Equity compensation plans approved by stockholders

 

 

2,292,500

 

 

$ 1.26

 

3,707,500

Equity compensation plans not approved by stockholders

 

 

-0-

 

 

-0-

 

-0-

Total

 

2,292,500

 

$ 1.26

 

3,707,500

 

On May 4, 2007, we granted a non-qualified option to C. Stephen Cochennet for all 1,000,000 options available under our 2000 Stock Option and Incentive Plan.

 

As of March 31, 2008, we have granted 1,292,500 non-qualified options under our 2002-2003 Stock Option Plan at prices ranging from $1.25 to $1.50 per share.

ITEM 13. CERTAIN RELATIONSHIPS AND RELATED TRANSACTIONS, AND DIRECTOR INDEPENDENCE.

 

We were not a party to any transactions or series of similar transactions that have occurred during this fiscal year in which:

 

 

 

 

The amounts involved exceeds the lesser of $120,000 or one percent of the average of our total assets at year end for the last two completed fiscal years ($58,300); and

 

 

A director, executive officer, holder of more than 5% of our common stock or any member of their immediate family had or will have a direct or indirect material interest.

 

Our board of directors has affirmatively determined that Messrs. Wonish, Dammeyer, Palmer and Dr. Rector are independent directors, as defined by Section 803 of the American Stock Exchange Company Guide. Mr. Palmer is not eligible to serve on our audit committee pursuant to Section 10A(m)(3) of the Securities Exchange Act of 1934, as amended.

 

71

 


 

ITEM 14. PRINCIPAL ACCOUNTANT FEES AND SERVICES.

Weaver & Martin, LLC served as our principal independent public accountants for fiscal 2008 and 2007 years. Aggregate fees billed to us for the fiscal years ended March 31, 2008 and 2007 by Weaver & Martin, LLC were as follows:

 

 

For the Fiscal Years Ended

March 31,

 

2008

2007

 

 

 

(1) Audit Fees(1)

$

105,000

$

46,079

(2) Audit-Related Fees(2)

 

-0-

 

10,340

(3) Tax Fees(3)

 

13,000

 

-0-

(4) All Other Fees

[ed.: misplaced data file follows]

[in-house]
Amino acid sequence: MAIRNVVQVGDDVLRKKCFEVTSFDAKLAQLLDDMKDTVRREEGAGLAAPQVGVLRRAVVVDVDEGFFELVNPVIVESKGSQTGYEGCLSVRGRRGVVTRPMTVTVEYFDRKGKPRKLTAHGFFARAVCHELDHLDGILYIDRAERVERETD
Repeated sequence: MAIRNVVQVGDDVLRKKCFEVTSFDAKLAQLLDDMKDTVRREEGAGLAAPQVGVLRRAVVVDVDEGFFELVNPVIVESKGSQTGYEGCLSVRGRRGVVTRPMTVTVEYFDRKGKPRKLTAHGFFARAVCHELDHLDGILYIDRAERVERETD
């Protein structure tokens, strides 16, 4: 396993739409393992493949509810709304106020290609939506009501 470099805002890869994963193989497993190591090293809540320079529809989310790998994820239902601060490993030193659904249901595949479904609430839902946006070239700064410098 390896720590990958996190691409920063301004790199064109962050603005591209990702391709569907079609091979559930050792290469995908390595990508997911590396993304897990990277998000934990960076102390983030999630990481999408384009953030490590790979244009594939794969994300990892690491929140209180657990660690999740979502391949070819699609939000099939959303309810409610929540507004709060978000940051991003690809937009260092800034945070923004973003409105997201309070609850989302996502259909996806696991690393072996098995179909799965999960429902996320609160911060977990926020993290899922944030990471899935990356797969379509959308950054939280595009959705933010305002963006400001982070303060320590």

-0-

 

-0-

Total fees paid or accrued to our principal accountant

$

118,000

$

56,419

 

 

 

(1)

Audit Fees include fees billed and expected to be billed for services performed to comply with Generally Accepted Auditing Standards (GAAS), including the recurring audit of the Company’s consolidated financial statements for such period included in this Annual Report on Form 10-K and for the reviews of the consolidated quarterly financial statements included in the Quarterly Reports on Form 10-QSB filed with the Securities and Exchange Commission. This category also includes fees for audits provided in connection with statutory filings or procedures related to audit of income tax provisions and related reserves, consents and assistance with and review of documents filed with the SEC.

   

 

(2)

Audit-Related Fees include fees for services associated with assurance and reasonably related to the performance of the audit or review of the Company’s financial statements. This category includes fees related to assistance in financial due diligence related to mergers and acquisitions, consultations regarding Generally Accepted Accounting Principles, reviews and evaluations of the impact of new regulatory pronouncements, general assistance with implementation of Sarbanes-Oxley Act of 2002 requirements and audit services not required by statute or regulation.

   

 

(3)

Tax fees consist of fees related to the preparation and review of the Company’s federal and state income tax returns.

 

 

(5) Audit Committee Policies and Procedures  

 

Our Audit Committee pre-approves all services to be provided to us by our independent auditor. This process involves obtaining (i) a written description of the proposed services, (ii) the confirmation of our Principal Accounting Officer that the services are compatible with maintaining specific principles relating to independence, and (iii) confirmation from our securities counsel that the services are not among those that our independent auditors have been prohibited from performing under SEC rules, as outlined in the Audit Committee charter. The members of the Audit Committee then make a determination to approve or disapprove the engagement of Weaver & Martin for the proposed services. In fiscal 2008, all fees paid to Weaver & Martin were unanimously pre-approved in accordance with this policy.

 

(6) Less than 50 percent of hours expended on the principal accountant's engagement to audit the registrant's financial statements for the most recent fiscal year were attributed to work performed by persons other than the principal accountant's full-time, permanent employees.

 

72

 


AUDIT COMMITTEE AND INDEPENDENT PUBLIC ACCOUNTANTS

Qualification Of Audit Committee Members

Our Audit Committee consists of two independent directors, each of whom has been selected for membership on the Audit Committee by the Board of Directors based on the Board's determination that he is fully qualified to oversee EnerJex's internal audit function, assess and select independent auditors, and oversee EnerJex's financial reporting processes and overall risk management. The Audit Committee has the authority to seek advice and assistance from outside legal, accounting or other advisors and exercises such authority as it deems necessary. The full text of the charter of the Audit Committee can be found in the investor section of our website at www.enerjexresources.com.